Prop 22 is a proposition that allows those who work in app-based driving or employment to become independent contractors. This proposition was denied in California this past election, although companies such as Uber and Lyft (the main apps concerned with Prop 22) say that 4:1 of their drivers prefer being independent contractors. Even though a large number of people favor this initiative, there are still people who oppose this.
The main concern of those who think that Proposition 22 will have more negative effects than positive ones, cite the following reason. If the employees of app-based driving such as Uber and Lyft become independent contractors, they will be denied the benefits and protections that would have been guaranteed as employees of these big companies. Additionally, this would take away the strict regulations on where the employees could drive and how many hours they could work.
I asked Sean Son, a sophomore at Troy High School, for his opinion on the denial of Prop 22 in California and he said, “I think Prop 22 being denied is going to put companies like Uber and Lyft into a bad state because they would be losing a lot of income from having their drivers become independent contractors.” Another one of my peers, Emily Tran, a freshman from Garden Grove High School, said, “I think that Prop 22 would give companies less power over their employees but a smaller amount of money is needed for employment and Prop 22 shouldn’t be legalized because the employees need coverage for medical or financial insurance.”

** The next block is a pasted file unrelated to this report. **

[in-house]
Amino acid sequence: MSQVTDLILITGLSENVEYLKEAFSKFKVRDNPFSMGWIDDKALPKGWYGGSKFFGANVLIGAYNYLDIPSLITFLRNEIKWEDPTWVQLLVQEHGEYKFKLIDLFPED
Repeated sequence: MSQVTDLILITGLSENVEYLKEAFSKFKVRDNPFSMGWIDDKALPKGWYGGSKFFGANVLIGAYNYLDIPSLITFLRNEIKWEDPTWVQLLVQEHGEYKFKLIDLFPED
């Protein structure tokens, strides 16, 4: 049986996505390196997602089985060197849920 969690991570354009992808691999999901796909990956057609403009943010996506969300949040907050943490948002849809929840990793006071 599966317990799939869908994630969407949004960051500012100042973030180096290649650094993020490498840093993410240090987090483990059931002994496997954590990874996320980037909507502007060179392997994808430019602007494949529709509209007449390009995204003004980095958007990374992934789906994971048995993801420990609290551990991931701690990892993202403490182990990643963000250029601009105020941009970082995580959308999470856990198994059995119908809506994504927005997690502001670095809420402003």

Personally, I believe that there should be a compromise between the big companies (like Uber and Lyft) and the details outlined in the proposition itself. For example, employees should be non-independent contractors by abiding to an area limit in their town in which they are allowed to hire drivers. I think that this would act as a kind of loophole because although they are contracted by Uber and Lyft, they will be able to have their own schedules and be able to choose their own blocks of time in which to work. I also think that there should be a way to fairly compensate the drivers and provide them with benefits through their contracts. I fully understand that these companies have a budget that they must abide to regarding protections and benefits, but if the company were to claim legal responsibility for all the drivers, it might be potentially less problematic and safer (money-wise) for the company in the long-run.
<Ethan Kim / Canyon High School 9th Grade>